I’m new to this SmartThings ecosystem and I really don’t understand why it insists on using so exotic programming languages. It looks like in the beginning many things required Groovy code. Now, there is Edge Drivers which require Lua code. I admit there are apparently people who love those languages but if we look at a table of language popularity Most Popular Programming Languages for 2021 (cleveroad.com) Groovy and Lua are not even near to those lists. I’m in the industry for decades. Yes, I can learn and use another language but I need a serious reason for that. I don’t see advantages in using Groovy or Lua. SmartThings seems to be a huge platform for home automation. Why don’t we use something more streamlined?
Lua has been used specifically for home automation systems for over 10 years for some particular technical reasons. So I think that choice is not a surprise.
And remember that in the new architecture you only need to use LUA if you are writing your own device driver, which very few people will be doing.
If you want to write your own if/then code, a smartapp, you can write it in any language you want because you’re going to be hosting it yourself and then interacting with smartthings through the REST API. So if you want to code in Java, or C++, or even Swift, you certainly can for your smart app. Or you can just use MQTT with node red, which is popular right now.
Smartthings had a reputation for being easy to write custom device drivers in, which was true, but then you had to come back to the question of why were you having to write your own device drivers in the first place when they were using 2 well-established third-party protocols? And that was really because they had chosen to do only a pretty limited implementation of the third-party protocols. They didn’t even support central scenes through the menu UI.
Now if you like building your own hardware devices, yes, you’re going to have to learn LUA. But other than that, most people won’t need it.
Groovy came from the original founding team of SmartThings, that team had expertise with the language and at the time it was much more popular than it is today.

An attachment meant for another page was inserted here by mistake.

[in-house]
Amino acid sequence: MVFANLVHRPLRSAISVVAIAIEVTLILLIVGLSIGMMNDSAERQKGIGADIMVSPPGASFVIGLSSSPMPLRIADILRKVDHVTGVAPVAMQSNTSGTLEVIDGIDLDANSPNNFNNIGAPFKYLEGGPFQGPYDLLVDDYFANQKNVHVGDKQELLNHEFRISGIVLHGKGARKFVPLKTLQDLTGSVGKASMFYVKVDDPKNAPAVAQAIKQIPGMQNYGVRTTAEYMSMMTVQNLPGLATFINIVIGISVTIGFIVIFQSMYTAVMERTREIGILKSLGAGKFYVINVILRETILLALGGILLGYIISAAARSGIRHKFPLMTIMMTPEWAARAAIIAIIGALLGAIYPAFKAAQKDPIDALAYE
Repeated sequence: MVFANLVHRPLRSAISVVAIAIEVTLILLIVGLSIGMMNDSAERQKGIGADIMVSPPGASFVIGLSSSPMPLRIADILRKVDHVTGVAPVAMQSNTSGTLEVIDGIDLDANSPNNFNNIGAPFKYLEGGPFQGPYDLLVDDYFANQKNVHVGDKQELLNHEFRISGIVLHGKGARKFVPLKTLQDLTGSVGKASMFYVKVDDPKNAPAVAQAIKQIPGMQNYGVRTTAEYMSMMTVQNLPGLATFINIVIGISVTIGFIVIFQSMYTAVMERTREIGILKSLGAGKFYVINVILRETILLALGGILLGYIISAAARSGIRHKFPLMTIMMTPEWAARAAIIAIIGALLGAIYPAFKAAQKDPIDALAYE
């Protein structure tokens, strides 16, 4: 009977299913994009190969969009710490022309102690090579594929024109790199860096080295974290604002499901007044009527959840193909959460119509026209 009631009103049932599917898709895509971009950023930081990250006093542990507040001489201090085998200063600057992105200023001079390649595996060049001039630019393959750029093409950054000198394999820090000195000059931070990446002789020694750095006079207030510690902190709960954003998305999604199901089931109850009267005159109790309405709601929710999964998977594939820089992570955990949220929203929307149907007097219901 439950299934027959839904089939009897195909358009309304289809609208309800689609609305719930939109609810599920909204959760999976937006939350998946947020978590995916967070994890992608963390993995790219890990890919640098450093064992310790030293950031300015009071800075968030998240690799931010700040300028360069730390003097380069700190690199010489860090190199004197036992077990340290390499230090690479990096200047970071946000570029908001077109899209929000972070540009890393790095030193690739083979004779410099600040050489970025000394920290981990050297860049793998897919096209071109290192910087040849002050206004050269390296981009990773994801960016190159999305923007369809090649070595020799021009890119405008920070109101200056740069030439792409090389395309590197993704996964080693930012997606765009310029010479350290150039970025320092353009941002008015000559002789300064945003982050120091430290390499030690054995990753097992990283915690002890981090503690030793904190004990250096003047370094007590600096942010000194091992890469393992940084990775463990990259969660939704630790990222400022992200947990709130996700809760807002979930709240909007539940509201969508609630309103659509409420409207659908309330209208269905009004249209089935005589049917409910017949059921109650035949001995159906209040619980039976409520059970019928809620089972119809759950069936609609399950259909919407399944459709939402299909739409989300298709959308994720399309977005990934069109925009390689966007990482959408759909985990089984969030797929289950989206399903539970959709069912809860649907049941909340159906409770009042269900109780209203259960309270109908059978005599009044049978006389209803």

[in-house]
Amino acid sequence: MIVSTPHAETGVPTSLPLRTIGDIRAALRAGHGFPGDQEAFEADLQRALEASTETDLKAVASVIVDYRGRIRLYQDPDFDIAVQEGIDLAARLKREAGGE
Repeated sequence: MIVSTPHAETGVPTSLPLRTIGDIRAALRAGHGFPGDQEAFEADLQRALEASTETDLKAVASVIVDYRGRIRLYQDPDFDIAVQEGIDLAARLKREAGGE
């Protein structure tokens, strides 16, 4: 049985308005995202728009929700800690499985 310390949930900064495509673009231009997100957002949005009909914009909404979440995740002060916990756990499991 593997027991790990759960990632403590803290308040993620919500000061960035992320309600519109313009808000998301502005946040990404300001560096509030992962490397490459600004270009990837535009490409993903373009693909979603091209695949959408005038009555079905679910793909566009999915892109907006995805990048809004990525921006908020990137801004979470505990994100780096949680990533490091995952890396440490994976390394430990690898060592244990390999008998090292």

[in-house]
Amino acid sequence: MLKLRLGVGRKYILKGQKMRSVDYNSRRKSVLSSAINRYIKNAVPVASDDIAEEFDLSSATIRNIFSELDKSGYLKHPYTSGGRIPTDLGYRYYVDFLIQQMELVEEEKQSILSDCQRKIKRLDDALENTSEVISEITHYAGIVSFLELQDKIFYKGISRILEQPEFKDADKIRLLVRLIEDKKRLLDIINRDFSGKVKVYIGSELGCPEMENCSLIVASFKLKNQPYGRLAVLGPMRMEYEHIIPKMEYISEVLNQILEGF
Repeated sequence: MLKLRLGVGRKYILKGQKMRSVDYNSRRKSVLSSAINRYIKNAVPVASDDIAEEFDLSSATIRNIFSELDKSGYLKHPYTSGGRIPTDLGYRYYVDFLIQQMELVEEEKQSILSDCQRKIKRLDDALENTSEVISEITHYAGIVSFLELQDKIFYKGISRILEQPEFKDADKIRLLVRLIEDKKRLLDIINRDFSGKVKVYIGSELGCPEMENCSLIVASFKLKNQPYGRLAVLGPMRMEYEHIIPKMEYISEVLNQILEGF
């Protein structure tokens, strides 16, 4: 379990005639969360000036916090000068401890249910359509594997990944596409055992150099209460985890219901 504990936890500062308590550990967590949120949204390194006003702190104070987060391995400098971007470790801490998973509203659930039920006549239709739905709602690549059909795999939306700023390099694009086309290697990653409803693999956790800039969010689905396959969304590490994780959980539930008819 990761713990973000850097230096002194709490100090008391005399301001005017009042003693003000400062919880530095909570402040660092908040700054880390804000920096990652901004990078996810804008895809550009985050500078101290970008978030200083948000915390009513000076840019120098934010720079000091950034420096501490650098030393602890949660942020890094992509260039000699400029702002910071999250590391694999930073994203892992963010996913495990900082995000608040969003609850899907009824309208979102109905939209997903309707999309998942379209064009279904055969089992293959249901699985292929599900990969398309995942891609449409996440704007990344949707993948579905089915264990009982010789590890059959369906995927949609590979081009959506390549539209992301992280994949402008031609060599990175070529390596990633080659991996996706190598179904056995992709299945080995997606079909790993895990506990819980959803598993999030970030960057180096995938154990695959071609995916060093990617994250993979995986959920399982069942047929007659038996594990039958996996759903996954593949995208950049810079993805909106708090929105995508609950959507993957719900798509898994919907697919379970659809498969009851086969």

If you were to look at lists of popular embedded or scripting languages then Lua would rank a much higher.
SIgh I have to concur…I am an ‘old, jaded’ IT developer who has survived C, C++, C#, Object Databases.
I managed to survive Groovy…
I don’t think it is just the languages being exotic, it’s more how robust/well supported they are (which is linked I guess)
I was incredibly excited to see Edge appear and jumped in.
I have just spent the last three days trying to get a working lua/luarocks installation…it is a total cluster f**k. Admittedly Windows is my main platform, However, I also tried on my RPi dev machine. Result Segmentation fault,
My next port of call is a fresh Rpi install . I hope this works.
Part of the problem is the lack of decent diverse online experiences/blogs. I guess Windows is not the platform of choice from these practitioners/open source dudes
Hah! New decision…I am going to try a Ubuntu VM…wish me luck…
Ok …seems like a good decision…wasn’t exactly smooth but at least I’ve finished this step.
For what it is worth, based on my experiences I do not think using a windows environment for this is a good idea
What I’m usually trying to do from the beginning is to “unite” different technologies, languages, etc. with something before diving deep into the details of “recommended” ways especially if the suggested technologies are not mainstream in the broad sense of that word. They might be kind of mainstream for the particular niche. I didn’t try to do anything with the Edge drivers yet but for the device schema and the smartapp hosted in AWS I took TypeScript which could be obvious solution to bring at least some sort of code validation. That worked pretty well. Even before doing that I found that there is TypeScript to Lua transpiler - TypeScriptToLua which I want to try when I get to the Edge driver part. I realize it might look as an extra complexity but I really would like to use at least one language to write different parts of the system. That is of course not related to linux vs windows development environment. I can only add that Windows worked well enough for writing smartapp in TypeScript and publishing it on AWS.
Hi David - I’ve been using RPI for Edge development for several months and I find it works great. Be glad to help any way I can if you have any questions.
Many thanks for the offer. Now I’ve moved to Ubuntu it’s going well. I’m very excited about edge paradigm. I’ll know more in the next few days
@alex.49.98 interesting. I suspect that the typescript to Lua step might be problematic.
I am hoping that this will mean any complexity with my devices is confined to my nodejs ecosystem which is familiar to me and seems very robust and the Lua driver is basic and doesn’t need change
We will see.
Please let us know how your typescript journey goes